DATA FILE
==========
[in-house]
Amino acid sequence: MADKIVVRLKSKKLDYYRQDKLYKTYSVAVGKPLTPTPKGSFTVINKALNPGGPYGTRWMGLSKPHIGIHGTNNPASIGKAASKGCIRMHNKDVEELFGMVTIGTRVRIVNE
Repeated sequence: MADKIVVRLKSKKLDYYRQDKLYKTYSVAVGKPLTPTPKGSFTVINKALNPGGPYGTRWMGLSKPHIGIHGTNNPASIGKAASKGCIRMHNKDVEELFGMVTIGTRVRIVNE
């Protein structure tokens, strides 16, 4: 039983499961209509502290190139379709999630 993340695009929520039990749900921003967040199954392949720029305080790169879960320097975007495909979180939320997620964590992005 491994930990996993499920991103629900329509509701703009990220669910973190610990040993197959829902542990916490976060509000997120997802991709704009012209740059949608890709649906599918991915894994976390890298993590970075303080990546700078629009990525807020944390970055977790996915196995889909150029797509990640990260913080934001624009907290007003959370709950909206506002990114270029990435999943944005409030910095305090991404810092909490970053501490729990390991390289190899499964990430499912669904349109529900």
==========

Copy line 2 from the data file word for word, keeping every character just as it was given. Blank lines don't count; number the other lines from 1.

Amino acid sequence: MADKIVVRLKSKKLDYYRQDKLYKTYSVAVGKPLTPTPKGSFTVINKALNPGGPYGTRWMGLSKPHIGIHGTNNPASIGKAASKGCIRMHNKDVEELFGMVTIGTRVRIVNE